Bug of the Week

Tettigoniidae, Two (Family Tettigoniidae)


Salutations, BugFans,

In a recent BOTW we visited some “Classic” Katydids. In today’s episode – “Tettigoniidae Two,” – we meet three long-horned grasshoppers that were struck from different molds.

Meadow Katydids (Conocephalus sp.) – are found in grassy fields and open areas. They are daytime singers, preferring sunny days, and the male will produce his love song of ticks and buzzes from the grass-tops. As expected, each species has a unique song pattern, but they are slaves to the vicissitudes of cold-bloodedness. The song’s tempo depends on how warm its singer is, and a typically fast-paced song rendered sluggishly due to the cold may be confused with a slow-paced tune sung on a hot day. The awesome Songs of the Insects by Elliot and Hershberger (which includes a CD) describes Meadow Katydid songs as ticks, buzzes, rattles, shuffles or purrs, like a shaker full of rice or sand.

Tettigoniidae
Straight-lanced meadow katydid

These are colorful katydids; many sport patches of red, blue, orange or yellow on their persons. The BugLady believes that this is a Straight-lanced Meadow Katydid; a species named for the female’s ovipositor. The male of the species is famous for his extreme flexibility and is often called the contortionist of katydid world. There are 39 species in North America.

Shieldbacked Katydids (Atlanticus sp.) – are flightless (short forewings are present in some, but not flight wings), ground-dwelling insects that live in low vegetation and weedy fields and resemble crickets more than katydids. With their drab earth tones, they are well camouflaged. This specimen is a female, as demonstrated by her hefty ovipositor. Depending on whose book you read, the fierce-looking shieldbacked katydids eat plant material and are harmless, or they are predators of and scavengers on other insects and can deliver a painful bite when handled.

Tettigoniidae
Short-legged Shieldbacked katydid

Eggs overwinter in plant tissue or soil and the nymphs hatch in spring. Shieldbacks are the first katydids to appear as adults; the males begin to sing in mid-to-late June. Their songs are alternating periods of trill and silence, in equal amounts, and may be so high-pitched that some people can’t hear them. There are 123 sp in North America, but only 10 occur in the East; this may be the Short-legged Shield-back (aka Protean) Katydid, Atlanticus testaceus. Mormon Crickets, of Salt Lake City/1848/California-Gulls-saved-the-Mormons fame are not true crickets but are 2 ½” long, flightless, shield-backed katydids.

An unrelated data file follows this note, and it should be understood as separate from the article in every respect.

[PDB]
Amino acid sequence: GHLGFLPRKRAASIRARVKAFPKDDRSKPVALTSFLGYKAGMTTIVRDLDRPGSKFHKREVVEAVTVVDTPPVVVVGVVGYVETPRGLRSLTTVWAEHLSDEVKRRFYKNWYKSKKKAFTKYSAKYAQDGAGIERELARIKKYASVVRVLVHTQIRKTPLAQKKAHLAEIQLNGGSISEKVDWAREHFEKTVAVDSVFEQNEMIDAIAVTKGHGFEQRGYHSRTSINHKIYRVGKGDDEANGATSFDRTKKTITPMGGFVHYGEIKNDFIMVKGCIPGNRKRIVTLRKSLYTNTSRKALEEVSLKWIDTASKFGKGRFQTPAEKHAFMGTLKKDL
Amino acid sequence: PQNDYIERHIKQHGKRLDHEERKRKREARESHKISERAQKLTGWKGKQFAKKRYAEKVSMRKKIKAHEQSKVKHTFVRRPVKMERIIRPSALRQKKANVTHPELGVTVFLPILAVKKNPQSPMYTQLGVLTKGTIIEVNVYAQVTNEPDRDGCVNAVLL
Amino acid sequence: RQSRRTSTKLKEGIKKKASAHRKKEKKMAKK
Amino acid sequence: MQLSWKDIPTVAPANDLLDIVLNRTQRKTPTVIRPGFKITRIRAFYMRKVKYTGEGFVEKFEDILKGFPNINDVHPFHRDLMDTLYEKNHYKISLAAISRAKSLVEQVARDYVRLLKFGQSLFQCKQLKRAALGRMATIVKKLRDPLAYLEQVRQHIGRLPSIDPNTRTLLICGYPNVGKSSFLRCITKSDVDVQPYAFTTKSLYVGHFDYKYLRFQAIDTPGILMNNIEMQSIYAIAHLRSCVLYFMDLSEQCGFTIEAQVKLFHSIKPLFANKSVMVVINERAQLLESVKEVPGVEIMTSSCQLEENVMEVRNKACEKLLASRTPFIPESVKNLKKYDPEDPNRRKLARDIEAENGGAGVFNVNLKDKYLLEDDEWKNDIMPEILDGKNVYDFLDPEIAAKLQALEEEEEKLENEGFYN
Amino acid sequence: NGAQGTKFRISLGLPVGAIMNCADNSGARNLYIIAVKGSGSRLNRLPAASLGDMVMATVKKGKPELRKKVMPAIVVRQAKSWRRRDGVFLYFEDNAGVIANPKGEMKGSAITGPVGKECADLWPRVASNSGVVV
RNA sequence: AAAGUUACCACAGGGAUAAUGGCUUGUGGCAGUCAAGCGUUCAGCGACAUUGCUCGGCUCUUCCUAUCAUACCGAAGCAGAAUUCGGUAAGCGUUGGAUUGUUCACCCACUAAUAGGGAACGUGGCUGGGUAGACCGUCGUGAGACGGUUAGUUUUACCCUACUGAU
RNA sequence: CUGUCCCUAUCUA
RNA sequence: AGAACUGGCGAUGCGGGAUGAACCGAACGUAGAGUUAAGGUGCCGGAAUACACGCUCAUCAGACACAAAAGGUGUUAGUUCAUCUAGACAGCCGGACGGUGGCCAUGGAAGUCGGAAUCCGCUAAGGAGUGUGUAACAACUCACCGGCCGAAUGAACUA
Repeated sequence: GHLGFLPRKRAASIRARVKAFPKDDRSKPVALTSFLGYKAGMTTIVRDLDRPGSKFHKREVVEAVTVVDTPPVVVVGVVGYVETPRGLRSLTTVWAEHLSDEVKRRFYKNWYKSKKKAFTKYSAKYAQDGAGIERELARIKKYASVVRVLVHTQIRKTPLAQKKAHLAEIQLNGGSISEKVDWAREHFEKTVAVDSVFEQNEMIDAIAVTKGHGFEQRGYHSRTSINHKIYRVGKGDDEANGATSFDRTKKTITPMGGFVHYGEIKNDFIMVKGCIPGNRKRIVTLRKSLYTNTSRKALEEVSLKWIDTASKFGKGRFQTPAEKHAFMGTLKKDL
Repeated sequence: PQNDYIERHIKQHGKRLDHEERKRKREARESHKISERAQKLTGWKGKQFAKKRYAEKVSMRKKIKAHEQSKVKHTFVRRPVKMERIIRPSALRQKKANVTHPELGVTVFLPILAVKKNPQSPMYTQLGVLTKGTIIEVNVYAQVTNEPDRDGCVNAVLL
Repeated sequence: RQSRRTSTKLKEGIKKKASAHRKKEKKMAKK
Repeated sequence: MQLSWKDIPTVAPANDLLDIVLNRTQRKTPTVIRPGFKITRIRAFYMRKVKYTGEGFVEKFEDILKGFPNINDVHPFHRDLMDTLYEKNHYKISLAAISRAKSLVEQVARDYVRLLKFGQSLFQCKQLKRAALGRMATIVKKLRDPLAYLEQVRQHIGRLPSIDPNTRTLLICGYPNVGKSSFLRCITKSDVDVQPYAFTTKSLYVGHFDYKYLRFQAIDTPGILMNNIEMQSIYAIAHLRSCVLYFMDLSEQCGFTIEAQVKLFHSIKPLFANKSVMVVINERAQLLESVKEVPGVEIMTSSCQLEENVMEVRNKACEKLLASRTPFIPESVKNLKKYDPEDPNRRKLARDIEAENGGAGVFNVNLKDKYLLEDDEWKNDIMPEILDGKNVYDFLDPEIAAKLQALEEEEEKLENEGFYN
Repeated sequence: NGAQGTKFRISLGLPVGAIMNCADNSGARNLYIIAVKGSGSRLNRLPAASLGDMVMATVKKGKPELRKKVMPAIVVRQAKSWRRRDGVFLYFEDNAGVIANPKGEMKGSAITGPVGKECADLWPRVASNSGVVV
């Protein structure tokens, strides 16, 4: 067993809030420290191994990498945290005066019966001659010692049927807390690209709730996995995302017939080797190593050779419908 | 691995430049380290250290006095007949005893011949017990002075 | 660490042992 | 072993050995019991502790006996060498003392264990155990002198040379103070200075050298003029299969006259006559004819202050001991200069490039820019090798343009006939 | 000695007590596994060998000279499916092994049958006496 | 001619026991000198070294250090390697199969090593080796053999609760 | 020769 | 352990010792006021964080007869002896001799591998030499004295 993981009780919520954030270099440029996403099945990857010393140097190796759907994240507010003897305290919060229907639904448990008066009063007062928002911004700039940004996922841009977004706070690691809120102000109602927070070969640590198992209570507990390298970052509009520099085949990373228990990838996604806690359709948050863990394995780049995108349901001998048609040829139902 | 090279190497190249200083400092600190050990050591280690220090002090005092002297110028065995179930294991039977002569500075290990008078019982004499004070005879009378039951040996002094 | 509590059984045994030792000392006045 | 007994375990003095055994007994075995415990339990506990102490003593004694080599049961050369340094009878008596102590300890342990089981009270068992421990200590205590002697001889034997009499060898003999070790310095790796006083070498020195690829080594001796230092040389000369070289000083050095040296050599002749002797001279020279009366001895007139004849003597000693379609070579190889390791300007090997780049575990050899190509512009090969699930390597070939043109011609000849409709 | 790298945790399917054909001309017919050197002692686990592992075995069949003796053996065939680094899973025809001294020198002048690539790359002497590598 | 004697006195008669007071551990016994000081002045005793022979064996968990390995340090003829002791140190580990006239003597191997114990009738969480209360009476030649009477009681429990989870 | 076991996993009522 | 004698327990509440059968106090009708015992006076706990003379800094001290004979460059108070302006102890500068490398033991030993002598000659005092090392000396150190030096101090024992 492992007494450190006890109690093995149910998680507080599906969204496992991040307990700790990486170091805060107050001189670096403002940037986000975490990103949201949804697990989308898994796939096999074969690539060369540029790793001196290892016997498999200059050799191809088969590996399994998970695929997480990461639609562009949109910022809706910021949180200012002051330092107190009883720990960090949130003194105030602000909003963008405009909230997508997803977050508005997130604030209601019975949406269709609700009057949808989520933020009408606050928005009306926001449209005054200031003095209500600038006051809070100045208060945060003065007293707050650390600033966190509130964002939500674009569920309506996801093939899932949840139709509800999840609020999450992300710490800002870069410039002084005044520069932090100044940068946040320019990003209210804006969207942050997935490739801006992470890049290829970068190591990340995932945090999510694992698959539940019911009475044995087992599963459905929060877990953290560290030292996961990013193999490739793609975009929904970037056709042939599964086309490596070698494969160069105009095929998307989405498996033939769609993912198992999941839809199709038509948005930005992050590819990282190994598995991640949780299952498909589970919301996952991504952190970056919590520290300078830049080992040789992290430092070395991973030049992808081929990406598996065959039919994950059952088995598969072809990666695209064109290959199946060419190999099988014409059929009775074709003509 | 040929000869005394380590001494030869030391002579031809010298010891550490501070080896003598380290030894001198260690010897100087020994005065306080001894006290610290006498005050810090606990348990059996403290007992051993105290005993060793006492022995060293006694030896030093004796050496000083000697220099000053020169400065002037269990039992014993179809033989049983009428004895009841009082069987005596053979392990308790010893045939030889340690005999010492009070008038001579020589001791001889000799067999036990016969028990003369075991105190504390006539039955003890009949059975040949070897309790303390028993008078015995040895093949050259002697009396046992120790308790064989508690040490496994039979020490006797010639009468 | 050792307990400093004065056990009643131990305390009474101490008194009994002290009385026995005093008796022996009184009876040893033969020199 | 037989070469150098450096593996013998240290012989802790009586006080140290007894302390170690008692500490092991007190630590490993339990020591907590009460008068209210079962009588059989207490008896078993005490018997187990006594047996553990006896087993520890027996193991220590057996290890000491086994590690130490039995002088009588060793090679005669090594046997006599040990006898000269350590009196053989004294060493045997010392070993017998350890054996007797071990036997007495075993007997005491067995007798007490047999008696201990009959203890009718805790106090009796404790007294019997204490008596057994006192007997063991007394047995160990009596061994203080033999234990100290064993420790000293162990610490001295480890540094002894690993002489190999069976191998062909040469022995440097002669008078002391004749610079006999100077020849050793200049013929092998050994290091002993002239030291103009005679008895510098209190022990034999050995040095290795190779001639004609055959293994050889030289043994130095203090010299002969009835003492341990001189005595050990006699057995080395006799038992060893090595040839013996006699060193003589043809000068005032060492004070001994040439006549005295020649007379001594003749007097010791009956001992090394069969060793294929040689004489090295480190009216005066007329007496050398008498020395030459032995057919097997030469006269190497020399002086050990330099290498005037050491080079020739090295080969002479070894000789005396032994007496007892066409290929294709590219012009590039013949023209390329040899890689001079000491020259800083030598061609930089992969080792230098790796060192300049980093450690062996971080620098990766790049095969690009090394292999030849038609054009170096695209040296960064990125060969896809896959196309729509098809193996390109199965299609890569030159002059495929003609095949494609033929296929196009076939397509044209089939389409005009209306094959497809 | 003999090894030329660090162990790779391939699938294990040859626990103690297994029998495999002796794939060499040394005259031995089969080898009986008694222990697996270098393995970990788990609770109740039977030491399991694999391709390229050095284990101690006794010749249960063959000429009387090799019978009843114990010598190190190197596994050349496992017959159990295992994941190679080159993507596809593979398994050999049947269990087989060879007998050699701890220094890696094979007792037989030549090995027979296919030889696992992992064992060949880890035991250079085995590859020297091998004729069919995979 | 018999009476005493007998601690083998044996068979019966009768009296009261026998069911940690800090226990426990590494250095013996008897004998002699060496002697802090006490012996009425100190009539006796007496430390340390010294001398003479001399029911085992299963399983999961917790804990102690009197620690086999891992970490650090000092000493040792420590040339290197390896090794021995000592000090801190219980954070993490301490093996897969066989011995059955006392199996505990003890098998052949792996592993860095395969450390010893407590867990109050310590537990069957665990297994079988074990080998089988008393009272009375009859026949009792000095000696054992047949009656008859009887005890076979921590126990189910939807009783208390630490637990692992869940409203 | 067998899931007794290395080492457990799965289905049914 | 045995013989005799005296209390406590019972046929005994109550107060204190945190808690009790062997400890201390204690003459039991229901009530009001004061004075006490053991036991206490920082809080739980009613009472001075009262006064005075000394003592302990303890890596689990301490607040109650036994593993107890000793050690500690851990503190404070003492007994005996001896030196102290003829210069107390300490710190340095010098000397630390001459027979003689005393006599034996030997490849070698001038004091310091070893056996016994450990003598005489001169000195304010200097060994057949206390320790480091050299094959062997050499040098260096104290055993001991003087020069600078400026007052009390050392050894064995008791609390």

Coneheaded katydid – These superb insects (close to 3” long) are in the genus Neoconocephalus (The BugLady has been hearing the term “Neo-con” on the media and is delighted to discover what it refers to).

Tettigoniidae
Scientists do not know the adaptive significance of the coneheads’ cone heads

The BugLady has always wanted to see one of these Saturday Night Live wannabes; the tan one was attracted by her porch light in August of 2008, and the green one was avoiding her lawn mower a month later, so she undoubtedly has been surrounded by them all along. This is (possibly) a Sword-bearing Conehead (N. ensiger), which ranges from the Dakotas to the Atlantic to the Mason-Dixon Line. The BugLady’s frequent “hedging” of her identifications stems from her belief that both the photographer and the photographee should walk away from the portrait experience unharmed and not be collected for future classification. At any rate, the female’s sword-like ovipositor can be seen in the rose-beige individual. Most conehead species entertain a green and a tan color phase, and it is speculated that this prevents their predators from forming a consistent search image.

Tettigoniidae Tettigoniidae
Sword-bearing Conehead A Sword-bearing Conehead - maybe

Coneheads reside in weedy fields, tall grass, shrubby edges and brushy cover, and many are found near water. They are strong fliers that eat primarily grass seeds and can “bite hard.” Male Sword-bearing Coneheads call at night, a song that Elliot and Hershberger describe as a “rapid train of brief, raspy notes given at a rate of five to ten notes per second, depending on the temperature.” They go on to say that S-b Cs do not, alas, make good pets because their calls are too loud and penetrating. There are about 20 species, mainly eastern, with awesome names like, the Robust, the False Robust, the Cattail, the Hook-faced, the Round-tipped, and, best of all, the Slightly Musical Conehead.

The BugLady